ISIS blew up Mosul’s al-Nuri mosque

In News

  • Islamic State militants on Wednesday blew up the Grand al-Nuri Mosque of Mosul and its famous leaning minaret, Iraq’s military.
  • It was from this medieval mosque three years ago that the militants’ leader Abu Bakr al-Baghdadi declared a self-styled “caliphate” spanning parts of Syria and Iraq.

Iraqi Prime Minister Haider al-Abadi on Wednesday said the destruction of the sites was “an official declaration of defeat” from the jihadists in the eight-month-old battle for Mosul.

History of the Mosque

The Great Mosque of al-Nuri  was a mosque in Mosul, Iraq. It was famous for its leaning minaret, which gave the city its nickname “the hunchback”. Tradition holds that the mosque was first built in the late 12th century, although it underwent many renovations over the years. Outlasting various hostile invading forces in its history of 850 years, it was destroyed by the Islamic State of Iraq and the Levant (ISIL) on 21 June 2017, during the Battle of Mosul.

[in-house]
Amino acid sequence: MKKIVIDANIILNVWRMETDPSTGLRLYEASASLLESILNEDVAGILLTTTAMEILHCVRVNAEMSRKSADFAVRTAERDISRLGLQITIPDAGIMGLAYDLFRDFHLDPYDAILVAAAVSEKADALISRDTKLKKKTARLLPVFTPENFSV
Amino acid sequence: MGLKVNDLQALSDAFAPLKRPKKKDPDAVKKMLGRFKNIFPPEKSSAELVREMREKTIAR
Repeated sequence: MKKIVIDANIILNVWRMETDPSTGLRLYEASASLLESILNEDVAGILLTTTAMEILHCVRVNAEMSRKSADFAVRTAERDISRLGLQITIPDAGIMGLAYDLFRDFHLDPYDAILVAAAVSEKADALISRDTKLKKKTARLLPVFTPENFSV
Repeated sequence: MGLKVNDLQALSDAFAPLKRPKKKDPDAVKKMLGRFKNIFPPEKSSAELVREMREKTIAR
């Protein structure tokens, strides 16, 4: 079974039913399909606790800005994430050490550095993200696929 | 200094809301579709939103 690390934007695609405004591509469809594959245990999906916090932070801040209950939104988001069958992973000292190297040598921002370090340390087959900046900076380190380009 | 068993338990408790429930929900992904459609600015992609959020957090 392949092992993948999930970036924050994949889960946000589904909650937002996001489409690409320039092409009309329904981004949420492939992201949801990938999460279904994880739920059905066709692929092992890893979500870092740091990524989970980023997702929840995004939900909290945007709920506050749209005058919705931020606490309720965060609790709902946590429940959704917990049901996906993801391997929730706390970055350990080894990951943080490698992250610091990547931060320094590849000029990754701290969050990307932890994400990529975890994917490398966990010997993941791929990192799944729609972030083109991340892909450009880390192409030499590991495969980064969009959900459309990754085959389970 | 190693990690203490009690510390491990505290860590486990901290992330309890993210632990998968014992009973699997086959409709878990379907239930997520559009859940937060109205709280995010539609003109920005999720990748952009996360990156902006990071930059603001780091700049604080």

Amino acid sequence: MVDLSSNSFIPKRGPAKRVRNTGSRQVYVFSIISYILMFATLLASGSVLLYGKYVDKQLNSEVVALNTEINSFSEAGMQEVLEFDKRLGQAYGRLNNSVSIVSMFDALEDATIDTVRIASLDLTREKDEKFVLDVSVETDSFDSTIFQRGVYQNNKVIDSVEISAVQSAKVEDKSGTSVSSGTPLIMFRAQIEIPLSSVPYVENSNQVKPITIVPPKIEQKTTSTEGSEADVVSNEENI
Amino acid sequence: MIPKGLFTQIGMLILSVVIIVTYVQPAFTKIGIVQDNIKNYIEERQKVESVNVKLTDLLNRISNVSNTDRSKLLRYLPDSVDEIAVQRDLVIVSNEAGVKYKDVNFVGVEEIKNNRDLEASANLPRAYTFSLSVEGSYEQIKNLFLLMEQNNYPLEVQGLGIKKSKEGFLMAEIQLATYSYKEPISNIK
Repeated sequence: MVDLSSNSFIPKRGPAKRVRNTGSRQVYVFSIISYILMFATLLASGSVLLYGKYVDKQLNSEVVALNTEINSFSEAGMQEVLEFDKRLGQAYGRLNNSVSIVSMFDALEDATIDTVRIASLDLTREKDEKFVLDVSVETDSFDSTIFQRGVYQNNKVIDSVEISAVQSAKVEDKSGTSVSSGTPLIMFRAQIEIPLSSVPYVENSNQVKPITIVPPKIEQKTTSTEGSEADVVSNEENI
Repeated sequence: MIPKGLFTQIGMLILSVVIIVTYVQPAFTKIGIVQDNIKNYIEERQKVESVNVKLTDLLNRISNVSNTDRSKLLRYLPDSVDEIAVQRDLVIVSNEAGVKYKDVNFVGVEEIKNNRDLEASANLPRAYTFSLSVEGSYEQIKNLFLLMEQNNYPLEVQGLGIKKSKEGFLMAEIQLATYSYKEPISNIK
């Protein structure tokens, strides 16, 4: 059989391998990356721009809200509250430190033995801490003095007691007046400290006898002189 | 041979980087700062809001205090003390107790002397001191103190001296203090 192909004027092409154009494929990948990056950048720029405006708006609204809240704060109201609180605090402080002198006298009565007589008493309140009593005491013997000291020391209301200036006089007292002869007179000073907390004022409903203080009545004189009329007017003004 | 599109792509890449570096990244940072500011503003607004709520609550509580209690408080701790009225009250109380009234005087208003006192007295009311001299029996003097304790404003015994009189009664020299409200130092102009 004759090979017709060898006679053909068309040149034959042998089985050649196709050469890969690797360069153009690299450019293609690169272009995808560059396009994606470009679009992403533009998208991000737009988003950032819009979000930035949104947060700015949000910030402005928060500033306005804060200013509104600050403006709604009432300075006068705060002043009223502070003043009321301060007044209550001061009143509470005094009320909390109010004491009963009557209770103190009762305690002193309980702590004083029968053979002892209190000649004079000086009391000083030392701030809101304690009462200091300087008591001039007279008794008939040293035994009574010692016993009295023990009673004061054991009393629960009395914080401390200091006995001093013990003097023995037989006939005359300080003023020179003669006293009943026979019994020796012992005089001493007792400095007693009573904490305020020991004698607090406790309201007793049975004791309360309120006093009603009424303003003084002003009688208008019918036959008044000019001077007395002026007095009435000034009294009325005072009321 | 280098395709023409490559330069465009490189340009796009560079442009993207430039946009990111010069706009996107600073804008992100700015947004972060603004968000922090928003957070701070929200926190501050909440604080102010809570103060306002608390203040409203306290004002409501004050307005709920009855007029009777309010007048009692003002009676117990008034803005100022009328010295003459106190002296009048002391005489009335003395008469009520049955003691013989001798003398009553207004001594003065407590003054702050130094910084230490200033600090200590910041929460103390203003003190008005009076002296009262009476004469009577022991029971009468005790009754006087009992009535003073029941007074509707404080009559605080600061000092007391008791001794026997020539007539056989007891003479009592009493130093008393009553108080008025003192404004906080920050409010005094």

ISIS’ obliteration of history

ISIS has rampaged through numerous cultural heritage sites in Iraq and Syria in the past three years. The extremist group is part of a puritanical strain of Islam that considers all religious shrines idolatrous.
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